Of course, I knew who and what she was when I married her partnered up with her. Deep, deep down, like 20,000 leagues down, I knew Janna was not someone who could ever stay put, geographically, forever.
But for a while, I thought maybe I could change her, that the longer she and I were writing partners, the more she’d realize it was stupid and uncomfortable to sail all over tarnation, that it was much smarter to live in a house that wouldn’t get chased by pirates. I thought she’d see that the word “landlubber,” had a much sexier ring than “cruising globetrotter.”
Aye, what a squiffy lass I was t’ reckon that!
When I have tried to explain to my husband and my not-writer friends why I feel so adrift without Janna, when I articulate why I would be lying fetal in the middle of an indie bookstore Amazon’s warehouse without Janna’s words of wisdom, I can tell these not-writers just don’t get it.
But Ann Patchett and Elizabeth McCracken do. I bet many of you lovelies do too.
We must search for these beloved beta readers, critique partners and cheerleaders because we need people who coax our best work from us, who encourage us to keep going, to keep honing, to keep improving our stories. And our writing partners need us to do the same for them.
It’s hard to find a partner who is the holy trinity: beta reader, critique partner and cheerleader, but I lucked out when I started working with Janna.
Which is why I’m so mad at her for leaving.
But then! Just the other day, I received a text from her.
I think we need to schedule a phone call just bc we can. When is good for youse? Tomorrow or Friday? I’ll call you. If I don’t it means I don’t have service but I suspect I will!
At the appointed hour, I waited nervously by my charging cell phone.
And then it rang! Janna and I talked about her stuff and my stuff, and it was like she was just a few puny blocks away. Only she had the view of dolphins swimming alongside her boat, and I had the view of my houseplants that needed watering and my windows that needed washing. Otherwise, things felt no different.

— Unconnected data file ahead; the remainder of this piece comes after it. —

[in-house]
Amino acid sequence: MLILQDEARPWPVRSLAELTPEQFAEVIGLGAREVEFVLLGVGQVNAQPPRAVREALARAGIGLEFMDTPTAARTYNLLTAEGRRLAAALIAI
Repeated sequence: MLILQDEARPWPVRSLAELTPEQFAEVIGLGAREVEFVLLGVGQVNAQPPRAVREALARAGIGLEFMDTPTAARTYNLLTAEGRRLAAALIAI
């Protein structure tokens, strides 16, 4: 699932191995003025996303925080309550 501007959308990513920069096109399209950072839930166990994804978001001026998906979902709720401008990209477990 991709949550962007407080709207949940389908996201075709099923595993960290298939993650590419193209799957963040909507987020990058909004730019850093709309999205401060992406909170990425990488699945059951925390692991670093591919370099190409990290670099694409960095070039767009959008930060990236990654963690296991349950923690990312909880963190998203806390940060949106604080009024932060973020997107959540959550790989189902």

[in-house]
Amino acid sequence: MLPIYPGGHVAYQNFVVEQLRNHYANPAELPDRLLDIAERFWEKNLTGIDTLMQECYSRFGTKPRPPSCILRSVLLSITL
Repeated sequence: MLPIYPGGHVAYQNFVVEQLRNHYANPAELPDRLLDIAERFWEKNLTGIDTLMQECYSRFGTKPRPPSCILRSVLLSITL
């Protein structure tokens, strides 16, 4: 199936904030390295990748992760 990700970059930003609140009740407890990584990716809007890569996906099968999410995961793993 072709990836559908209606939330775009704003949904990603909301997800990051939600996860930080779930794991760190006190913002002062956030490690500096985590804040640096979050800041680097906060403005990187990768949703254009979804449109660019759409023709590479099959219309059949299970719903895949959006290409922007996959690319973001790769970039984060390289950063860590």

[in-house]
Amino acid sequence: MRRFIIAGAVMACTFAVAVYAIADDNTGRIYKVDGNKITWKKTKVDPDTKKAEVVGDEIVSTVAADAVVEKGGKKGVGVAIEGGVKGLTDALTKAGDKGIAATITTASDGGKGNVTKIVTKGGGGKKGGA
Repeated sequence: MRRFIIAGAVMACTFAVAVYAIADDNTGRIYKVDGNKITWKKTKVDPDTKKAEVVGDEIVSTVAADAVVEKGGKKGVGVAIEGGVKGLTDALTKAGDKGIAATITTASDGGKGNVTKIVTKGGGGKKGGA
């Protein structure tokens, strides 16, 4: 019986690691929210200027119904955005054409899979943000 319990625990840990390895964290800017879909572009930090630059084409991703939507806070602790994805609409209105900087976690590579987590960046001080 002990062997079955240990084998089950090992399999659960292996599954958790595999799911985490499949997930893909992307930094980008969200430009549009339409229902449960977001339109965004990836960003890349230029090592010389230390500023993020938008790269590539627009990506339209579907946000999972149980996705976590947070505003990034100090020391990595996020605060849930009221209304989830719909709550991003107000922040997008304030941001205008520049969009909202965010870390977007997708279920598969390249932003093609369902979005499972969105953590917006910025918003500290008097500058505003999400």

Until mid conversation, Janna interrupted herself.  “Crap!” she said. “Wind’spickingupI’llcallyouback.”
Yes. The wind was picking up. She needed to help her husband and daughters sail their home up the Canadian coast. And I needed to Windex my windows.
But true to her word, sure enough, after just a matter of minutes, Janna did call back. Right after the wind died down. After my windows were again clear and clean enough to see the peonies in our front yard opening to receive the warmth of Seattle springtime sunshine. It’s really no only a little different having her gone. And I know this to be true: Me matey will return afore I know it.
Your turn! What positive experiences have you had with a beta reader or a critique partner and why was it so positive? Or, why did a beta reader or critique partner relationship not work out so well? Where or how did you meet your critique partner? Sailing through the Northwest Passage: dream or nightmare? And last but not least, do ye ‘ave a fav’rit pirate sayin’?
Thank you, devoted WU community, for reading and commenting. You are an invaluable part of my support team.
And, if you want to experience the cruising life from the comfort of your sofa, follow Janna’s blog.
Polar bear photo compliments of Flickr’s Smudge 9000.

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About Sarah CallenderSarah Callender lives in Seattle with her husband, son and daughter. A crummy house-cleaner and terrible at responding to emails in a timely fashion, Sarah chooses instead to focus on her fondness for chocolate and Abe Lincoln. She is working on her third novel while her fab agent pitches the first two to publishers.Web | Twitter | More Posts

"To get the right word in the right place is a rare achievement. To condense the diffused light of a page of thought into the luminous flash of a single sentence, is worthy to rank as a prize composition just by itself...Anybody can have ideas--the difficulty is to express them without squandering a quire of paper on an idea that ought to be reduced to one glittering paragraph."
Mark Twain